Impact of Taliban’s rise to power: What does this mean for America?
With seizure of Kabul, Taliban have captured almost the entire Afghanistan within a couple of weeks of their military advancement as the Afghan forces trained by the NATO alliance proved to be paper tiger before them.
Afghan President Ashraf Ghani relinquished the power “for fear of bloodshed” and fled from the country following which Taliban announced that “the war is over”. The type of rule and form of new regime in Afghanistan will be clear soon, said Spokesman for Taliban Suhail Shaheen in a statement.
Two of Afghanistan’s most notorious warlords, former governor of Balkh province Atta Mohammad Noor and the ethnic Uzbek leader Abdul Rashid Dostum, have also fled. They had been embroiled in wars against Taliban since the days of the Soviet invasion.
Mulla Abdul Ghani Baradar congratulated the whole Afghan nation on this historic event. He said that he did not expect the success to be so swift and easy. “This all became possible with the help of Allah (SWT) only,” he said.
Without shedding blood they have seized the areas of Ismailis, Shias, Tajik and Uzbeks as the minorities are also supporting Taliban now.
The question is that what next now? Some war analysts believe that Afghanistan will not be able to run without aid of the United States as more than 75 percent of the economy has been dependent on the foreign aid during the last two decades. Which does not appear to be a valid point because the Afghan government and forces have been corrupt to such an extent that they did not let the money reach to common men, so the people would not be much affected by that. The Afghan rulers did not even bother from selling sophisticated NATO weapons to Taliban. So, the aid did not mean a lot to the commoners, even though we cannot rule out its utility all in all.
What does this mean for America?
This means a clear defeat for the US even though it will not accept it but the truth is that Taliban are apparently more powerful than they were about two decades ago. The purpose of invading the land, based on allegations of attack on the World Trade Centre and possible future attacks, was to dismantle Taliban and establish a democratic “puppet government”, which could not materialize.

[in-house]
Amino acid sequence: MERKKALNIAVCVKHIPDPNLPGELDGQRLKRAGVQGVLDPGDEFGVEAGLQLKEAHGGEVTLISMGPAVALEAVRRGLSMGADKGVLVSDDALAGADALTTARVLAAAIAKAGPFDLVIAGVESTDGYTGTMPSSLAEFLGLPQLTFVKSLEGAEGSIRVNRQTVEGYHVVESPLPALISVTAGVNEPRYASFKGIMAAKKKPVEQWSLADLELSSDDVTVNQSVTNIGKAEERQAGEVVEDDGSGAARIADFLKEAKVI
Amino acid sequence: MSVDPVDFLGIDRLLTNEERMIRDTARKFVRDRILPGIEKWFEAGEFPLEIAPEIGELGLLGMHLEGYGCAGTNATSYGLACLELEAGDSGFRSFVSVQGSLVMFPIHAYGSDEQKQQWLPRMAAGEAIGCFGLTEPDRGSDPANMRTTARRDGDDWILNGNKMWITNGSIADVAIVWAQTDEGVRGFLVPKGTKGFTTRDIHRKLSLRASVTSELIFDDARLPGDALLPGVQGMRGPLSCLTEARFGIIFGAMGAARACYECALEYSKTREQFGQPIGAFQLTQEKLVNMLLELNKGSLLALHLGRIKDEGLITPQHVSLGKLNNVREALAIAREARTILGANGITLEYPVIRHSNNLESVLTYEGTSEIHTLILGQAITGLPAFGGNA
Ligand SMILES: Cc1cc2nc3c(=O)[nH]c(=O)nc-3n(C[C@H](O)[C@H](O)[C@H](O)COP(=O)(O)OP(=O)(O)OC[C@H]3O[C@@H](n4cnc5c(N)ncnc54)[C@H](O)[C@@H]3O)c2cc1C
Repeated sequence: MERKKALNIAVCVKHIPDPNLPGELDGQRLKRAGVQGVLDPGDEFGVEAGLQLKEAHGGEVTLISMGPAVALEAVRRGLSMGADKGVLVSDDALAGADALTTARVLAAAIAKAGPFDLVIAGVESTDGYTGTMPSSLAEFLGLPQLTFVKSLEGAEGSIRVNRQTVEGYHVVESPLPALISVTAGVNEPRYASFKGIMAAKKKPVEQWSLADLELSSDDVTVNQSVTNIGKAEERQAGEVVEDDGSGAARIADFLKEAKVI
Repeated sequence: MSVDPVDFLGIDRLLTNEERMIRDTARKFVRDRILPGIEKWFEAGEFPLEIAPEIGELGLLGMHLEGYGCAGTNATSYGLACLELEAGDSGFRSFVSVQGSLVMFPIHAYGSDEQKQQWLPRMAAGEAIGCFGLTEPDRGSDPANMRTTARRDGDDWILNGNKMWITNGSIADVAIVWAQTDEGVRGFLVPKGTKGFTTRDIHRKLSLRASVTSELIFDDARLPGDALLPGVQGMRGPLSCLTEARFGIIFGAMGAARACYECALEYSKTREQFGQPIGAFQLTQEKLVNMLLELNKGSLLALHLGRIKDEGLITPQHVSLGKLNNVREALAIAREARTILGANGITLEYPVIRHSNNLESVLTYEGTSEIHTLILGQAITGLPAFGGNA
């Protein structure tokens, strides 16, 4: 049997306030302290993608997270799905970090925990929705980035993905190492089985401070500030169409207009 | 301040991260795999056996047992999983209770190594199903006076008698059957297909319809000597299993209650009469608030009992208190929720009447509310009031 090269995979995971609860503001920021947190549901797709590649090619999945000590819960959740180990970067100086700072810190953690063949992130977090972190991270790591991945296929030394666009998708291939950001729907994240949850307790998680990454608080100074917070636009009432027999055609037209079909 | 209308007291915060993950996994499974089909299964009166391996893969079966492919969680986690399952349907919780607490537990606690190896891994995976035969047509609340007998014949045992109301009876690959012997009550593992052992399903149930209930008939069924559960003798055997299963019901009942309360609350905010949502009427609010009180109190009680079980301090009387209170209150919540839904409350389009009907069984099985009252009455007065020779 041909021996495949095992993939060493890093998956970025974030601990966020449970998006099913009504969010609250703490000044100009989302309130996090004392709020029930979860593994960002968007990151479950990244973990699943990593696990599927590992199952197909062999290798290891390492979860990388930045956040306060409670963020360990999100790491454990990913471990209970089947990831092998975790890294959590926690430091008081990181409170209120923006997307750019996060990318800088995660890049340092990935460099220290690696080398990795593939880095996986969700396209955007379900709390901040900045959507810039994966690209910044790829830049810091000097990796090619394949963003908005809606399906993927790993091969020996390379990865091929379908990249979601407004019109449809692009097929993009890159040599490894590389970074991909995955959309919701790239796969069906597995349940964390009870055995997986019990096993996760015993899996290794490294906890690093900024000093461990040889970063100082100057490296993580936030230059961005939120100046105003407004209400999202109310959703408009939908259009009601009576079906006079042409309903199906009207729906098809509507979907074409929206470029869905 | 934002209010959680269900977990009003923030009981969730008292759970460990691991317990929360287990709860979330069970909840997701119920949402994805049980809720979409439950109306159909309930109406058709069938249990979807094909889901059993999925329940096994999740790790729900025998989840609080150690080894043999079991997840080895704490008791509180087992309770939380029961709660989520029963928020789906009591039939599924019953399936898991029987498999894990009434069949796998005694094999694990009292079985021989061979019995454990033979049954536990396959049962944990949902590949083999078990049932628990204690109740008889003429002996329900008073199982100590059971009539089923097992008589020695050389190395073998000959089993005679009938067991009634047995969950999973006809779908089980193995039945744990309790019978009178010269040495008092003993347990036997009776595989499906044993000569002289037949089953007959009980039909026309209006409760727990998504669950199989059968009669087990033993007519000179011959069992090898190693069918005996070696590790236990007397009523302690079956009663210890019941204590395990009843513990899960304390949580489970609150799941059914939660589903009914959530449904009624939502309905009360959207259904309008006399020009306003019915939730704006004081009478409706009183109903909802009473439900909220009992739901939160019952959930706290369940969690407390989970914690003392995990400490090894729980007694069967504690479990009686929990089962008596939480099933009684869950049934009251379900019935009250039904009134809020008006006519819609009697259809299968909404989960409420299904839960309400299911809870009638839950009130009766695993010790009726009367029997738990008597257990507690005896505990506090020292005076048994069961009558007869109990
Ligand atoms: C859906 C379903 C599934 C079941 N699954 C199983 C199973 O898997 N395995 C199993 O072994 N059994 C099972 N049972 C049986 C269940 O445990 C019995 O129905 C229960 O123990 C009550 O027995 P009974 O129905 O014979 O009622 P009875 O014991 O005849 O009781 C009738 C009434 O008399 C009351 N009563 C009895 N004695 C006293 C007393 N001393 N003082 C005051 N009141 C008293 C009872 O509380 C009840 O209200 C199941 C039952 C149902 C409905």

According to the Pentagon, 2,448 American troops, 1,144 personnel of NATO members and other allied countries, more than 47,000 Afghan civilians and at least 66,000 Afghan military and police men have died in the war. While trillions of dollars of interest-based US debt, that generations of Americans will pay, has been accumulated.
Linda Bilmes, a senior lecturer in public policy at Harvard University, said the US will spend more than 2 trillion dollars just caring for and supporting Afghanistan and Iraq veterans as they age, with costs peaking 30 years to 40 years from now.
Pakistani analyst Orya Maqbool Jan said American soldiers’ morale had become so low and they had become so cowardice during the war that on an average 22 of them would commit suicide every day, while 700,000 suffered from posttraumatic stress syndrome.
The American dream of creating a great influence in Central Asia by seizing Afghan land has also come to an end as the last troops of the NATO forces fled in the dead of night from Bagram airport.
Now America will try to destabilize the Taliban government by creating anarchy through conspiracies and proxies.
Impact on rest of the world
Interestingly, Turkey’s President Recep Tayyip Erdogan is supporting Abdul Rashid Dostum and Ahmad Shah Massoud for their being from Turk race, with an aim to revive Khilafat e Usmania.
Tajikistan fears that the religious movement which had been suppressed with support of the US will resurge viewing rule of Taliban in the neighbouring country.
Iran on the other hand has reconciled with Taliban. While, Russia and China are already in talks with them.
India had invested three billion dollars in Afghanistan to gain influence which all went in vain. So they are also furious over the recent episodes. They fear that Taliban may now make advancement in Kashmir too.
Pakistan may also experience fallout of the situation in Afghanistan as it will give impetus to the ideology of local religious parties and pave the way for their majority in the parliament in a bid to establish Shariah. Pakistan has long been trying to take credit for political settlement of the Afghan crisis, which Taliban have never officially admitted.